Full Text Available Development of CD8+ T cell (CTL immunity or tolerance is linked to the conditions during T cell priming. Dendritic cells (DCs matured during inflammation generate effector/memorycells, whereas immature DCs cause T cell deletion/anergy. We identify a third outcome of T cell priming in absence of inflammation enabled by cross-presenting liver sinusoidal endothelial cells. Such priming generated memorycells that were spared from deletion by immature DCs. Similar to central memorycells, liver-primed T cells differentiated into effector CTLs upon antigen re-encounter on matured DCs even after prolonged absence of antigen. Their reactivation required combinatorial signaling through the TCR, CD28, and IL-12R and controlled bacterial and viral infections. Gene expression profiling identified liver-primed T cells as a distinct Neuropilin-1+ memory population. Generation of liver-primed memorycells may prevent pathogens that avoid DC maturation by innate immune escape from also escaping adaptive immunity through attrition of the T cell repertoire.

  18. The effects of centrally administered fluorocitrate via inhibiting glial cells on working memory in rats

    Institute of Scientific and Technical Information of China (English)

    2009-01-01

    Although prefrontal and hippocampal neurons are critical for spatial working memory,the function of glial cells in spatial working memory remains uncertain.In this study we investigated the function of glial cells in rats’ working memory.The glial cells of rat brain were inhibited by intracerebroventricular(icv) injection of fluorocitrate(FC).The effects of FC on the glial cells were examined by using electroencephalogram(EEG) recordings and delayed spatial alternation tasks.After icv injection of 10 μL of 0.5 nmol/L or 5 nmol/L FC,the EEG power spectrum recorded from the hippocampus increased,but the power spectrum for the prefrontal cortex did not change,and working memory was unaffected.Following an icv injection of 10 μL of 20 nmol/L FC,the EEG power spectra in both the prefrontal cortex and the hippocampus increased,and working memory improved.The icv injection of 10 μL of 50 nmol/L FC,the EEG power spectra in both the prefrontal cortex and in the hippocampus decreased,and working memory was impaired.These results suggest that spatial working memory is affected by centrally administered FC,but only if there are changes in the EEG power spectrum in the prefrontal cortex.Presumably,the prefrontal glial cells relate to the working memory.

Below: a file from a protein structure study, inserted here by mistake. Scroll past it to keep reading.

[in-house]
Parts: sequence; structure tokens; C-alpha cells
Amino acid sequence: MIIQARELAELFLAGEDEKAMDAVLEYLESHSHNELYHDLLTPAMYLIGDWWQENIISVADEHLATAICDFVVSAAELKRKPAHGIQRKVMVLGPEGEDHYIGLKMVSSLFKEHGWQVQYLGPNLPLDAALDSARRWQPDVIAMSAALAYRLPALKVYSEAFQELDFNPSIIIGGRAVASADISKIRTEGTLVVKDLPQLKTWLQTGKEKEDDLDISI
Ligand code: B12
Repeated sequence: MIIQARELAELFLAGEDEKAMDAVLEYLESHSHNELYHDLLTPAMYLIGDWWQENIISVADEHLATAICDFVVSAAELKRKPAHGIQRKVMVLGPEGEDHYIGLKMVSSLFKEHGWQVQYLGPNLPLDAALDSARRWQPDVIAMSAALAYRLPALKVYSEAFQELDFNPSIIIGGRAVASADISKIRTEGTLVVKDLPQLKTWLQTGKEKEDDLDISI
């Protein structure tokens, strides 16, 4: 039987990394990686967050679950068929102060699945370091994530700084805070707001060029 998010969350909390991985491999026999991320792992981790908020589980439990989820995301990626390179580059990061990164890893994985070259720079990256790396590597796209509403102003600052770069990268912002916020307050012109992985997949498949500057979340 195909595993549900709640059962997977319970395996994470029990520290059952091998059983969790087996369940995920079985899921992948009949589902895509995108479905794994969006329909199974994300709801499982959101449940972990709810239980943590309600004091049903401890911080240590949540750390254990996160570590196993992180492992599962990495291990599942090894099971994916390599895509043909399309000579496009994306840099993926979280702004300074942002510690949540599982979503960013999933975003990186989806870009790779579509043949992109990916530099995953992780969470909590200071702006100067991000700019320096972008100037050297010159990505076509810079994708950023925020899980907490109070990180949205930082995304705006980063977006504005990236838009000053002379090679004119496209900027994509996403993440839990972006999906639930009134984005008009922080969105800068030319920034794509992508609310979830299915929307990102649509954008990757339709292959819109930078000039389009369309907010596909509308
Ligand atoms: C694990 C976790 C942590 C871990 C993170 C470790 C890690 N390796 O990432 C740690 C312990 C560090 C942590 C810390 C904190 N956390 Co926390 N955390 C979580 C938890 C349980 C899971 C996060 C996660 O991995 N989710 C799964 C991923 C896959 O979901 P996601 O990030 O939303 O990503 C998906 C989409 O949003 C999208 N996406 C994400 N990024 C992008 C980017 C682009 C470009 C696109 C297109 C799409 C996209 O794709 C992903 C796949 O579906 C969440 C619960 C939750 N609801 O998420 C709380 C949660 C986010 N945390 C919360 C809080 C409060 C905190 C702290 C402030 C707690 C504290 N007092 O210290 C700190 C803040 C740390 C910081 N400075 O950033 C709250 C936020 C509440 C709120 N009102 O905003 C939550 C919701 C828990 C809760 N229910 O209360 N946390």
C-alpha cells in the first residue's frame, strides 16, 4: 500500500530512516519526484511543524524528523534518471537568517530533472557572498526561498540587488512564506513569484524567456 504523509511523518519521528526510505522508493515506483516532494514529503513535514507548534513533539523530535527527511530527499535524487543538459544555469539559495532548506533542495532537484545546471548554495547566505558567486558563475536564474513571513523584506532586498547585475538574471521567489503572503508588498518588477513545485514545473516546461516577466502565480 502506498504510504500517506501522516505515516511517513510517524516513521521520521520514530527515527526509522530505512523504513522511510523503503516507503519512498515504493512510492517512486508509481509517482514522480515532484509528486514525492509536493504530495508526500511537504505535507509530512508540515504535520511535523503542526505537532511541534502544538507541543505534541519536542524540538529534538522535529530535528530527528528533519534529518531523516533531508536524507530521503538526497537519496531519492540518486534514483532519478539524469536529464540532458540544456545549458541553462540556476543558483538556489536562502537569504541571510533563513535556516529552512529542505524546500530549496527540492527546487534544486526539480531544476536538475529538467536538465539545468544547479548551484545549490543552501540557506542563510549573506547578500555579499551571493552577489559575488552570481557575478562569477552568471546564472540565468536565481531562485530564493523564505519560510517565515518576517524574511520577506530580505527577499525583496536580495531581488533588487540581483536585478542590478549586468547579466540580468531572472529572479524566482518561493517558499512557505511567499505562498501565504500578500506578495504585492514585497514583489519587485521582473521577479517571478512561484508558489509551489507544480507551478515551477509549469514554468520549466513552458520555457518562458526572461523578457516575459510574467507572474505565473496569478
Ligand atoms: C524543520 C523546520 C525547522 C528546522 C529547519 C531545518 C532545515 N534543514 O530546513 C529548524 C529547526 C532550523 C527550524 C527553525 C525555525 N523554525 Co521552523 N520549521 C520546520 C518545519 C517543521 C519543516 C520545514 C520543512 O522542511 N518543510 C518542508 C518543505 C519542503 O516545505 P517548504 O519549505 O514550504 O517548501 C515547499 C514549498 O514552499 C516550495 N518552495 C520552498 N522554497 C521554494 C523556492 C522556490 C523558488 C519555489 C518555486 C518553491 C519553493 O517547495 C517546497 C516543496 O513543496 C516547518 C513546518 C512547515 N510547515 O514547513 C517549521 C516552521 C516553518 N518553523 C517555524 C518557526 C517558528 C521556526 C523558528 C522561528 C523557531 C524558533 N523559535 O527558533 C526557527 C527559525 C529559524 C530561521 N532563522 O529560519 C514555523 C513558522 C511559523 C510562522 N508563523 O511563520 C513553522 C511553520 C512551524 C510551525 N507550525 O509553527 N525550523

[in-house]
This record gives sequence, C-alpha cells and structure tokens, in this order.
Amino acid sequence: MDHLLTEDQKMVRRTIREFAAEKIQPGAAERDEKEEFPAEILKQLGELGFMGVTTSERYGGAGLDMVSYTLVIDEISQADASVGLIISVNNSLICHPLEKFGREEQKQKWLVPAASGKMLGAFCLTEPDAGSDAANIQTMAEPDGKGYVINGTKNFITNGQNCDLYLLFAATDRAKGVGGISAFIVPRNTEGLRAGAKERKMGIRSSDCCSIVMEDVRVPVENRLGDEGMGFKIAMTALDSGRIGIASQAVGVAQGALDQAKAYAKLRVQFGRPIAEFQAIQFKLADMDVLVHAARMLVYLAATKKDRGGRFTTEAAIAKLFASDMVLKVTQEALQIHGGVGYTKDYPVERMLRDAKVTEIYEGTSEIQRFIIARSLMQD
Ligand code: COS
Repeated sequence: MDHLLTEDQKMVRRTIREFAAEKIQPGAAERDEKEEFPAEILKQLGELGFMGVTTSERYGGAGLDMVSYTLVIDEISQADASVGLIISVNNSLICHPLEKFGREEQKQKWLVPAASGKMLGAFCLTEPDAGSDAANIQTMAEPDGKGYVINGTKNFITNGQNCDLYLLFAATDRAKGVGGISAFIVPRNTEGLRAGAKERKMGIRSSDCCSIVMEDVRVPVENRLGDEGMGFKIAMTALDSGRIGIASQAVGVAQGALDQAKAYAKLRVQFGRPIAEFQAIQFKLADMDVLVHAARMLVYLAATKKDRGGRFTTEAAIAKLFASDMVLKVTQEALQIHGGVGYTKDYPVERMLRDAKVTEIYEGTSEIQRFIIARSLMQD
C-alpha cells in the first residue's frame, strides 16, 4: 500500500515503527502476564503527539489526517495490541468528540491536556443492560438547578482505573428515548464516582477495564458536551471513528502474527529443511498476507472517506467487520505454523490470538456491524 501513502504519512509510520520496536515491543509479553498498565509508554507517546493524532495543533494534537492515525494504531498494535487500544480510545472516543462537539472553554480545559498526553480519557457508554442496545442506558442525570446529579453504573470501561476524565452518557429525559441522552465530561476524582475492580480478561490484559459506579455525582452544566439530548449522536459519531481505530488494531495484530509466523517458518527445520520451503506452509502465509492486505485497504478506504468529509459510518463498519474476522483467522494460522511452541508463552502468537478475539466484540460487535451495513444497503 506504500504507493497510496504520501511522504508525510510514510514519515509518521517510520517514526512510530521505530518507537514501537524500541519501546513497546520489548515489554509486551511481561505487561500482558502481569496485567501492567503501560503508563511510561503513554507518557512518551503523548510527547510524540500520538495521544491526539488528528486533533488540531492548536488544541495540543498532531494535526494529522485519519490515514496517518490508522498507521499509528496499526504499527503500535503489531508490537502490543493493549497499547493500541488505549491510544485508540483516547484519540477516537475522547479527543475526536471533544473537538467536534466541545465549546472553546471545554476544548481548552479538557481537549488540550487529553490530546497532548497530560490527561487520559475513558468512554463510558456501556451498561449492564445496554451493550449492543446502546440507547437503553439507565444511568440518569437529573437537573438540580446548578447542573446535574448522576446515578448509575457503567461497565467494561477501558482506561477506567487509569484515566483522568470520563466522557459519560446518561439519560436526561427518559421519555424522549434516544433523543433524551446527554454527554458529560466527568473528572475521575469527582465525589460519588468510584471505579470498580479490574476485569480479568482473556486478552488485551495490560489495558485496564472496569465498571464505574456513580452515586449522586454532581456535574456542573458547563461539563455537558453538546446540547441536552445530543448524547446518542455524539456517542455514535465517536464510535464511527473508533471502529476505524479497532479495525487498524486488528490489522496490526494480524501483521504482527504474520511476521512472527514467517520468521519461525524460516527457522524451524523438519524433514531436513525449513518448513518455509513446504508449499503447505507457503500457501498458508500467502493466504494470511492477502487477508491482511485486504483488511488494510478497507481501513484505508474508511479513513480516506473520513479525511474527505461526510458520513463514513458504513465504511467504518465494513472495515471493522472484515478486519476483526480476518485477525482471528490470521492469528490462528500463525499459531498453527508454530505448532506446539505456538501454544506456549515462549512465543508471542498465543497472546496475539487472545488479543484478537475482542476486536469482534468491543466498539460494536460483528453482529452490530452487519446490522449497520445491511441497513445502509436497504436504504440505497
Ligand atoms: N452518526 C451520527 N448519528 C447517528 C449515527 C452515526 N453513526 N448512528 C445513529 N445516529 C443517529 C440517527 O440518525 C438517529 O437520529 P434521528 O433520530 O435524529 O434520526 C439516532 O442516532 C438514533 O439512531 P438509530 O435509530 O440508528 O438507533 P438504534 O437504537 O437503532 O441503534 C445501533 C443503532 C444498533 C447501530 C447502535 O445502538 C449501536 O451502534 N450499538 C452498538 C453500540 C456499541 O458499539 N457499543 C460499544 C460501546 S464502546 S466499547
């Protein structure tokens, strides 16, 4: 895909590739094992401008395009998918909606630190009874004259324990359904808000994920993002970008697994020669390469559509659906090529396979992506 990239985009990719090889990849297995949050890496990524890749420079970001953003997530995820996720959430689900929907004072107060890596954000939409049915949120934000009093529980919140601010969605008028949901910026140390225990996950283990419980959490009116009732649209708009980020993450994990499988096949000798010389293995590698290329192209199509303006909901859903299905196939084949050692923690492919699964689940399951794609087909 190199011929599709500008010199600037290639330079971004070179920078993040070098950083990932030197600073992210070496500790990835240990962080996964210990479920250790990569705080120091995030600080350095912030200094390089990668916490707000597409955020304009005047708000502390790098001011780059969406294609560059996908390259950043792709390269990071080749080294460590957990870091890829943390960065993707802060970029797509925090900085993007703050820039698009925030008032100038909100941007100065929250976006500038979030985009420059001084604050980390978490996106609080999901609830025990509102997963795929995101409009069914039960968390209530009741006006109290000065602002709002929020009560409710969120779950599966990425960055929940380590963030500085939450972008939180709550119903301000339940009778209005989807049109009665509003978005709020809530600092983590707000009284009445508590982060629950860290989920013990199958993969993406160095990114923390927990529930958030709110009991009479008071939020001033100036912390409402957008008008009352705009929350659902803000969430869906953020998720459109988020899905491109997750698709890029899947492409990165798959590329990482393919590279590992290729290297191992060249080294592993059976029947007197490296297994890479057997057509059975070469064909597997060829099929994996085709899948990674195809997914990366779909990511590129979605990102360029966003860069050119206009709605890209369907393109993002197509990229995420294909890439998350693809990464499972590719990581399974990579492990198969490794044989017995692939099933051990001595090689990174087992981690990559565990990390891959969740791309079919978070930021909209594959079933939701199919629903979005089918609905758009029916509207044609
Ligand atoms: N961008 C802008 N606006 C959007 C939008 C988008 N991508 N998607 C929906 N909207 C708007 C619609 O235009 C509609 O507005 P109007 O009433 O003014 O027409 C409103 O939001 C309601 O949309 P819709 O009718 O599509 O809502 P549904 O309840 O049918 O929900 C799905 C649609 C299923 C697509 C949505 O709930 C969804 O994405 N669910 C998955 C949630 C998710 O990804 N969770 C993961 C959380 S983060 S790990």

19. High-throughput gene expression profiling of memory differentiation in primary human T cells

    Directory of Open Access Journals (Sweden)

    Russell Kate

    2008-08-01

    Full Text Available Abstract Background The differentiation of naive T and B cells into memory lymphocytes is essential for immunity to pathogens. Therapeutic manipulation of this cellular differentiation program could improve vaccine efficacy and the in vitro expansion of memory cells. However, chemical screens to identify compounds that induce memory differentiation have been limited by 1 the lack of reporter-gene or functional assays that can distinguish naive and memory-phenotype T cells at high throughput and 2 a suitable cell-line representative of naive T cells. Results Here, we describe a method for gene-expression based screening that allows primary naive and memory-phenotype lymphocytes to be discriminated based on complex genes signatures corresponding to these differentiation states. We used ligation-mediated amplification and a fluorescent, bead-based detection system to quantify simultaneously 55 transcripts representing naive and memory-phenotype signatures in purified populations of human T cells. The use of a multi-gene panel allowed better resolution than any constituent single gene. The method was precise, correlated well with Affymetrix microarray data, and could be easily scaled up for high-throughput. Conclusion This method provides a generic solution for high-throughput differentiation screens in primary human T cells where no single-gene or functional assay is available. This screening platform will allow the identification of small molecules, genes or soluble factors that direct memory differentiation in naive human lymphocytes.